From Latin, The Art of Poetry. Horace's version of Noding about Noding, and also coincidentally his most famous work.

Dated to 13 B.C, Ars Poetica presents Horace's views, or if you may, directives, of the art of poetry and Poetics in general.

Ars Poetica wasn't Horace's original title, and it was added later on, probably by Quintilian (who among other things complied a list of famous writers and their works).

In fact, most experts refers to it as Horace's Epistle to the Pisos, or for us simpletons: Horace's letter to a dude named Pisos.
In spite of its bombastic title, given to it by later generations, it is believed that Horace never intended to write Ars Poetica as a guide to writing poetry, but rather as a personal letter in the form of a verse.

This claim can be easily proven by referring to Horace's previous writings of the time, but the text provides the best evidences to support it; the lack of proper structure and any organized buildup of ideas and concepts, feels more like a researcher scrabbling his notes and ideas, than a writer writing his great thesis; the informal and personal writing, to Pisos (The Pisos were one of Rome's most noble families, descended from Romulus himself according to their own objective legend, and it's not clear to whom of them the letter was addressed).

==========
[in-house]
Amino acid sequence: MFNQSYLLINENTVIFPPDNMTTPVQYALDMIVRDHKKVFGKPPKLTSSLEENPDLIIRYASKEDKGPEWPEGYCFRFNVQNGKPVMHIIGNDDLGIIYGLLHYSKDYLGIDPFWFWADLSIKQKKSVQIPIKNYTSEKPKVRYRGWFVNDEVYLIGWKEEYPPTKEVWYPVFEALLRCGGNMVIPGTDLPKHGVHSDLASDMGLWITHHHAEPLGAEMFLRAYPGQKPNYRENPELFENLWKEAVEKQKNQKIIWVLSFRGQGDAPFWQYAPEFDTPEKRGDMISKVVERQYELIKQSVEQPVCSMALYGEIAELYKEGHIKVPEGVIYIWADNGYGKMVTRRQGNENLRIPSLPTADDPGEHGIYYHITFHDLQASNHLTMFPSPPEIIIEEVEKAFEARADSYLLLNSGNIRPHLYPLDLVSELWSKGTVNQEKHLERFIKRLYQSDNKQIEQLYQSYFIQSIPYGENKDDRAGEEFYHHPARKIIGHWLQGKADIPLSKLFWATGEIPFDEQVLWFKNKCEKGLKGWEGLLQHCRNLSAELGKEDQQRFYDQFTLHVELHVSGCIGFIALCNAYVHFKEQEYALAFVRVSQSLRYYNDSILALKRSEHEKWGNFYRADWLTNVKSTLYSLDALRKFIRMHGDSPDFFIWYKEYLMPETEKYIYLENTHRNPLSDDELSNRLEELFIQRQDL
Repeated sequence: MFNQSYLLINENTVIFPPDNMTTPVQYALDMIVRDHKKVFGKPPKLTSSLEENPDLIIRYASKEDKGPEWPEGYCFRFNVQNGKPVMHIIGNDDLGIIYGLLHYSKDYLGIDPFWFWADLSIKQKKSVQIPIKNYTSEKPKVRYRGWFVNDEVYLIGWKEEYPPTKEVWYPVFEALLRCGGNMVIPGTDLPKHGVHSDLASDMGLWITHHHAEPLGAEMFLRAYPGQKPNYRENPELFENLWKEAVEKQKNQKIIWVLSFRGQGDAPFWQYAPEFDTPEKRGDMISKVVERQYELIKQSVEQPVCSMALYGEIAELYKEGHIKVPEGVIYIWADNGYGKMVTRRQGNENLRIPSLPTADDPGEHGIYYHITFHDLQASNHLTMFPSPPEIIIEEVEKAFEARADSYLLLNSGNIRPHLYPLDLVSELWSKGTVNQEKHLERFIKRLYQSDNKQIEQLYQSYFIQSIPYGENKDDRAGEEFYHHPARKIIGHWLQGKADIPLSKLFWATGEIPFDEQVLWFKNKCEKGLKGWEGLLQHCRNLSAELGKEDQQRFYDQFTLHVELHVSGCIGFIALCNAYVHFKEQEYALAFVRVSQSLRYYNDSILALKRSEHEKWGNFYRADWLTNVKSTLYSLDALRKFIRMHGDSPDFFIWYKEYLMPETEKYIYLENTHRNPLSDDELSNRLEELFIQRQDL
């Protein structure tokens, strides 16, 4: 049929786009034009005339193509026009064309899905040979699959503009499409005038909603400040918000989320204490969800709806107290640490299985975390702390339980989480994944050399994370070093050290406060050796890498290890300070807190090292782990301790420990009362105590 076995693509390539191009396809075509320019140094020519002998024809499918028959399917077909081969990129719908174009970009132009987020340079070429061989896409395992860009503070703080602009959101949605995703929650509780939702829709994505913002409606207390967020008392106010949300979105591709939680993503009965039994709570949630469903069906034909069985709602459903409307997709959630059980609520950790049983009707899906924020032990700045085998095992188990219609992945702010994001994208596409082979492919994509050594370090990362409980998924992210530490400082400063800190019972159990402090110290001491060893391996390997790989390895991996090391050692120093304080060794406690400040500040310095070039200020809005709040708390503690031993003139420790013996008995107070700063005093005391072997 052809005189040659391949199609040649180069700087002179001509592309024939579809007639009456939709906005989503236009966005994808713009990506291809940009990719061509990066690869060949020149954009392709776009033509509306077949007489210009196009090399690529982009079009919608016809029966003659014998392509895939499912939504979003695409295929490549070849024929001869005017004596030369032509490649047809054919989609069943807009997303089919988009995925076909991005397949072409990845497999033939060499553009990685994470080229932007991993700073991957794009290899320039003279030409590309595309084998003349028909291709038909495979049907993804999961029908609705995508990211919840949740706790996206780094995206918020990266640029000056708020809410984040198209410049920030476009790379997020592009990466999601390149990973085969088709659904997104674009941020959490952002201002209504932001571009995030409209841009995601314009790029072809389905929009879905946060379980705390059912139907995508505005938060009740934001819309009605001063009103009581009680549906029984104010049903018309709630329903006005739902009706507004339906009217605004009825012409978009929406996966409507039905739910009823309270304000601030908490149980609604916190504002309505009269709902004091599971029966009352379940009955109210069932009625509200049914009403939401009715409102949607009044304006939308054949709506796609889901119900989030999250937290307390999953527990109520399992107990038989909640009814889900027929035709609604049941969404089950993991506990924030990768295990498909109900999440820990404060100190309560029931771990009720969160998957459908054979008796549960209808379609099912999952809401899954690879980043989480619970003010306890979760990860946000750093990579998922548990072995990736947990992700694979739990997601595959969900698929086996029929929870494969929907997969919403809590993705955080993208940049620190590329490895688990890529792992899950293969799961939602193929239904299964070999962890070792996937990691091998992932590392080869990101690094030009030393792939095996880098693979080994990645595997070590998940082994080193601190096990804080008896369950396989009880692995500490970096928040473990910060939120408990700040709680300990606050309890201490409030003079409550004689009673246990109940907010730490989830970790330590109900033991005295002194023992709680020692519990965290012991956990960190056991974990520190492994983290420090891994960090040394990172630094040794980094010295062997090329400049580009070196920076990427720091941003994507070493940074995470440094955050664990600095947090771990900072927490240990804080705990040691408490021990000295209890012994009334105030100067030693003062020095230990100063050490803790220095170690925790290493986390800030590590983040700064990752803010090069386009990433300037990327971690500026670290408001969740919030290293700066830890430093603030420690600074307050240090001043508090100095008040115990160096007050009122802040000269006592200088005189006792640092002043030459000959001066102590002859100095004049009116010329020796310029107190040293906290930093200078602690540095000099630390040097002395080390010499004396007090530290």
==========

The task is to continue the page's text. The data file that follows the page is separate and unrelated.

As a poem about poetry, Ars Poetica, was coined as a phrase, describing self-referential poetry - a poetry which referrers to its own origins and structure (e.g. Gamaliel's above writeup).

To a great extent An Introduction to Poetry (Hubbell and Beaty) was used as a college text in the 1920s, 30s and 40s and is a composite handbook of prosody and anthology. It covers the subjects in a logical and methodical way by being straight forward and it included many poems from outside the canon. They use canon as a loose term for "the poems people usually include in anthologies". One of the first questions the handbook introduces is "What is poetry?" and quote several that are widely known:

The poem dealing with this subject that almost all authors mention is in Ars Poetica. by Archibald MacLeish which was published in 1926 and claims that poetry is to be enjoyed for the same reasons that one enjoys nature -- simply because it is.

Comprised mainly of images -- simple word pictures -- it is intended to be read and understood at many levels by everyone, but not necessarily as the poet initially meant. The art is in the image the poet has drawn. Though the poet cannot predict the readers specific reactions or understandings, it then becomes the reader's responsibility to look at poetry more than read it. A fun thing to try is to rewrite the poem, changing at least one noun per line, deleting words like the, a, an, when, next, then, etc. It helps the reader to form a personal connection. By composing an eight line poem, beginning with A poem should be equal to: / Not true, I used images to suggest my personal interpretation of MacLeish’s poem.

A poem should be equal to:
Not true

For obsidian
rocks would remain unmoved
as glassine reflections

For all the cardinals
boundless in their flight of song

A poem should not mean
But be.

Try it you might be surprised that you too can discover 'the art of poetry.'


Blair, Bob One of the first questions Hubbell and Beaty tackle is "what is ... :